Wednesday, September 9, 2009

The Williams House - Part 1

I have written in the past that the Sinclair Inn has had perhaps the most complicated evolution of any building in Annapolis Royal. While other structures have been moved by oxen, floated down the Annapolis Basin or partially destroyed and rebuilt, the only building whose complexity truly competes with the Sinclair Inn is the Williams House on St. Anthony Street. Unfortunately, many of our readers, even local residents, will not know this house by name. This is the simple, white, two-storey house which stands across from the Annapolis Royal Liquor Store. This charming Neo-Classical structure is maintained as a private residence with little fanfare about its long and interesting history.

The house itself was built circa 1715. This was a turbulent period in Annapolis Royal's history. The siege which had finally given the British possession of Nova Scotia happened a mere five years earlier. After the siege it took until the signing of the Treaty of Utrecht in 1713 to settle the ownership of Nova Scotia. By 1715 there would have been an uneasy truce between the Acadian residents of the banlieu (about a three mile radius around the fort) and the British military and merchants who also inhabited the town. Neither side trusted the other and the British were especially wary of the Mi'kmaq who lived in the area.

The Williams House originally stood at the current intersection of St. George and Victoria Street. Like the Sinclair Inn, the wall construction of this building was wattle and daub or, what the Acadians call torchis. This house is one of a handful of Canadian buildings which survive with remnants of this style of clay and salt marsh hay wall infill. Local archaeological work has shown that this sort of construction was common in an Acadian context. There are also pockets around New England where this sort of house was built. During a renovation in the 1980s, some of the clay infill was removed from the house. A section which was saved is now on display at the Sinclair Inn.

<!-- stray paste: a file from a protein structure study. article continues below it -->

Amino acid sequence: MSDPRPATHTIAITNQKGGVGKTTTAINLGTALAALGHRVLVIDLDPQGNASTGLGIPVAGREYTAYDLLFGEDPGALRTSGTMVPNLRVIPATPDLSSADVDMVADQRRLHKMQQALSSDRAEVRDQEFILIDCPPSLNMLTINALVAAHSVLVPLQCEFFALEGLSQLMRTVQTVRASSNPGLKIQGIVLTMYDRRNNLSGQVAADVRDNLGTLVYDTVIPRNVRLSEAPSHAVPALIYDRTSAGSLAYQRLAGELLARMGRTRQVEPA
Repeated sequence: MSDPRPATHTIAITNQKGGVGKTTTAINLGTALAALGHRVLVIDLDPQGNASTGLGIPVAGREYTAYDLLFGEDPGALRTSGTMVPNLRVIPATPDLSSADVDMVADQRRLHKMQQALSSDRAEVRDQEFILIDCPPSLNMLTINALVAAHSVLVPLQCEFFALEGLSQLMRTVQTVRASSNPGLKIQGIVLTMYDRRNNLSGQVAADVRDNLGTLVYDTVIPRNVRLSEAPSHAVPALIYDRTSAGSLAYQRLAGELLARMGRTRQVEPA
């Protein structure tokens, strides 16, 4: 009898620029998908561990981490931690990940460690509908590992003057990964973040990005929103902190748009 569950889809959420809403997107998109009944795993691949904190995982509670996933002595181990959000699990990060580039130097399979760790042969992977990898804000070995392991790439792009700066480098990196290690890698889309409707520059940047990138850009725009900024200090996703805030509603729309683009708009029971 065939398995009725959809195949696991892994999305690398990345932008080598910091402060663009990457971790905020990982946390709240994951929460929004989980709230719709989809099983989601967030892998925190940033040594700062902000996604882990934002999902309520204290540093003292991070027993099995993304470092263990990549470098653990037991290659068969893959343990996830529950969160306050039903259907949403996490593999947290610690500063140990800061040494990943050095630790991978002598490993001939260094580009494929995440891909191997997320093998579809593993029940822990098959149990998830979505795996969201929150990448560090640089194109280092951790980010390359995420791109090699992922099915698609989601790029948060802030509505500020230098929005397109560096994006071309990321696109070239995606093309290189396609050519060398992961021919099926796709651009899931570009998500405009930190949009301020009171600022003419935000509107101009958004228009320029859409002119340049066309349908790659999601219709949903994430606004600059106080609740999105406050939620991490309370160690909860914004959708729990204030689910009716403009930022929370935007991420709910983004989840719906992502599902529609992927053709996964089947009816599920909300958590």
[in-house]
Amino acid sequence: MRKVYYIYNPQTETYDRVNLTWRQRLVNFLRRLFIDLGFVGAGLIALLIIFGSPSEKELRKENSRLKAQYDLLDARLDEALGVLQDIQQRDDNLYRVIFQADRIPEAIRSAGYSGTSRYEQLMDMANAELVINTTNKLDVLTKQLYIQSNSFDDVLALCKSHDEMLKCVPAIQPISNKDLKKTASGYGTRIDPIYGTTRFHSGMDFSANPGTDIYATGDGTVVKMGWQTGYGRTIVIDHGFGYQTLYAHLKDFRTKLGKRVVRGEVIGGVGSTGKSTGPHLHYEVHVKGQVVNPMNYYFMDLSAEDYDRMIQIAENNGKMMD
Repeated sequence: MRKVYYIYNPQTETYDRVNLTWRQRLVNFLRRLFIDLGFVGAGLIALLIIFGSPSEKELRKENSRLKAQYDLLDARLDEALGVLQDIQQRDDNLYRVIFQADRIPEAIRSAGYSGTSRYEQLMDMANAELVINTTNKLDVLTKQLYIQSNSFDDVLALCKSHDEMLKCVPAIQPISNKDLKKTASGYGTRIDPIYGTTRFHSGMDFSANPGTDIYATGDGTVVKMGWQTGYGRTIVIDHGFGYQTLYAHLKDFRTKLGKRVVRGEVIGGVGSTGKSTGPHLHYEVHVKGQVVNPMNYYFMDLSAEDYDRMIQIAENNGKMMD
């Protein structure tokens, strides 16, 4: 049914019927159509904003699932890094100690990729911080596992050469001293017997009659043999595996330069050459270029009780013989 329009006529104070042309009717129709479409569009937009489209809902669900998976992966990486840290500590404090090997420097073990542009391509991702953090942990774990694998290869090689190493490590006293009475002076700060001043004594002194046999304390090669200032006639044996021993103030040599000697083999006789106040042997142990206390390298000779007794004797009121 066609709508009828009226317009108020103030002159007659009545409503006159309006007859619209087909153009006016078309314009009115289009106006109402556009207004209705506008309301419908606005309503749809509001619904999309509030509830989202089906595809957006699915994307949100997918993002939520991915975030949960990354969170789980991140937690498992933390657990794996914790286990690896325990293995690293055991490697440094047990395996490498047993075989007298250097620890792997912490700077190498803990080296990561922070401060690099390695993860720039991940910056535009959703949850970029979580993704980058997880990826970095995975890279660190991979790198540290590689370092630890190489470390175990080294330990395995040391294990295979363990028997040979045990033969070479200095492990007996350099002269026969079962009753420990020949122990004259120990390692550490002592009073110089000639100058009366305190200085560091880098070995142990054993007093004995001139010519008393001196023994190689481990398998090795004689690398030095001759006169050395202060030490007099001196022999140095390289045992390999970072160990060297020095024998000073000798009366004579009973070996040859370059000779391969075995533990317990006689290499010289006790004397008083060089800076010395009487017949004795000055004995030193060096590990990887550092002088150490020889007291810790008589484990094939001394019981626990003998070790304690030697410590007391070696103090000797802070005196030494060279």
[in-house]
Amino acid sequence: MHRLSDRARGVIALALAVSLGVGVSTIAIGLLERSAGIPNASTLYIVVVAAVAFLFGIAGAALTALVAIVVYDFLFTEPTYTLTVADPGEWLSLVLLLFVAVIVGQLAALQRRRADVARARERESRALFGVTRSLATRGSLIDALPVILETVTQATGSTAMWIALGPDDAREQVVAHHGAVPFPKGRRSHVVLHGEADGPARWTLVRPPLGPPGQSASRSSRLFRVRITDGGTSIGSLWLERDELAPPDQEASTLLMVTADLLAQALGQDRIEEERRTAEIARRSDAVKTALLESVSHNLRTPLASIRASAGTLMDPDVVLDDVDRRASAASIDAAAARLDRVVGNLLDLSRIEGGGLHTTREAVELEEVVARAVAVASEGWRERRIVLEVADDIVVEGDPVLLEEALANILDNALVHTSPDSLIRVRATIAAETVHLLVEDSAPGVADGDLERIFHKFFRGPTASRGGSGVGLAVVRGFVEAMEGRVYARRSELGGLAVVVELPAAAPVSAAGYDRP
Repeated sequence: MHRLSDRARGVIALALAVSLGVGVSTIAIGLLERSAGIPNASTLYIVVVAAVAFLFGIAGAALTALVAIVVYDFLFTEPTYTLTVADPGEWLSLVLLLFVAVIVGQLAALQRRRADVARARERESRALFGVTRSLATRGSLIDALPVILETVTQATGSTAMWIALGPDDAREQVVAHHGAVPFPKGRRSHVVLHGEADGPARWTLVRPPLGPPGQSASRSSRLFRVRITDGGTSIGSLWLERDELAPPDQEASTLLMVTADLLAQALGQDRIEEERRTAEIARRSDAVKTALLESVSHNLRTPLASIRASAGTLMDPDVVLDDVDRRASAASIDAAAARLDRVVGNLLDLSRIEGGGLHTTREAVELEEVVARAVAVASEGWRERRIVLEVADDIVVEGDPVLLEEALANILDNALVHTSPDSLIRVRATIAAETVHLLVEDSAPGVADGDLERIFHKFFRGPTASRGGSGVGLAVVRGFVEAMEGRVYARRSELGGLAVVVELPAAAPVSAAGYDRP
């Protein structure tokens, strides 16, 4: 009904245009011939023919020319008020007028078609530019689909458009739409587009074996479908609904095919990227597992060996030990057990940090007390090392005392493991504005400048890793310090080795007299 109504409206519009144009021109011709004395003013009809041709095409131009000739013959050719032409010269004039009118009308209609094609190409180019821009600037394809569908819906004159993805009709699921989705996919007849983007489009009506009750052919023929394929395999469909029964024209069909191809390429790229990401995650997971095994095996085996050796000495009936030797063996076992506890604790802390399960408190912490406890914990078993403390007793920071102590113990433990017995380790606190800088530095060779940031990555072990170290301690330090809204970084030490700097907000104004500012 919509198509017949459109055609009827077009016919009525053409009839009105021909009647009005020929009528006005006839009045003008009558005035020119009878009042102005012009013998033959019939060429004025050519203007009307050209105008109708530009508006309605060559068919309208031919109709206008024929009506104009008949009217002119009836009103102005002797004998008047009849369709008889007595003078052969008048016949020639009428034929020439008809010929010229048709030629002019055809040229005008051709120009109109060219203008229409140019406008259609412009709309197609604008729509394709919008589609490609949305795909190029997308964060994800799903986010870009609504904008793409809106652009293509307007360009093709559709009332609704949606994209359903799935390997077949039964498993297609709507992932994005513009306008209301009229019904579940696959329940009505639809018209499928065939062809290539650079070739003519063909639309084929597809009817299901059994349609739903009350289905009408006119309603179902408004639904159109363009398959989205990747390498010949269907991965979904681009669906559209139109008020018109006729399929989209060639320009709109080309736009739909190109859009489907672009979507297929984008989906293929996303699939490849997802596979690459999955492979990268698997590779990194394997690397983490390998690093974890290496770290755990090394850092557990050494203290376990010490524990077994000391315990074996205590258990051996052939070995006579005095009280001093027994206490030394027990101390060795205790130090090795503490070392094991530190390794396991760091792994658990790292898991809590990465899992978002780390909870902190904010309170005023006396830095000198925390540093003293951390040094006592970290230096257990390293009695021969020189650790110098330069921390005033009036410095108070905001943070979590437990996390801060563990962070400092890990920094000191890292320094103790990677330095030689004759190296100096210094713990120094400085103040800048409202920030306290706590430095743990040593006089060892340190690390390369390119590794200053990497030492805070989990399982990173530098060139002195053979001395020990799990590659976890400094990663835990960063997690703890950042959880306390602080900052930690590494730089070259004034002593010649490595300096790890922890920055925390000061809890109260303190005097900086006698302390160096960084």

Significant changes happened to the Williams House in 1874. To make way for the new Union Bank (now the Royal Bank of Canada), the Williams House was lifted and broken into a number of sections. There are as many as three houses in Annapolis Royal which may have sections of the Williams House. In addition to house on St. Anthony Street, the ell of the Lewis House on Chapel Street and a section of the Gertrude Ritchie House on St. James Street may have once been parts of the Williams House.

I have just come to the realization that this story is too long for a single post. At some point in the coming week I will make a post about the most illustrious resident of the Williams House, Sir William Fenwick Williams of Kars.

1 comment:

  1. Looking forward to Part II of this post as I once lived in Gertrude's house on St. James Street!

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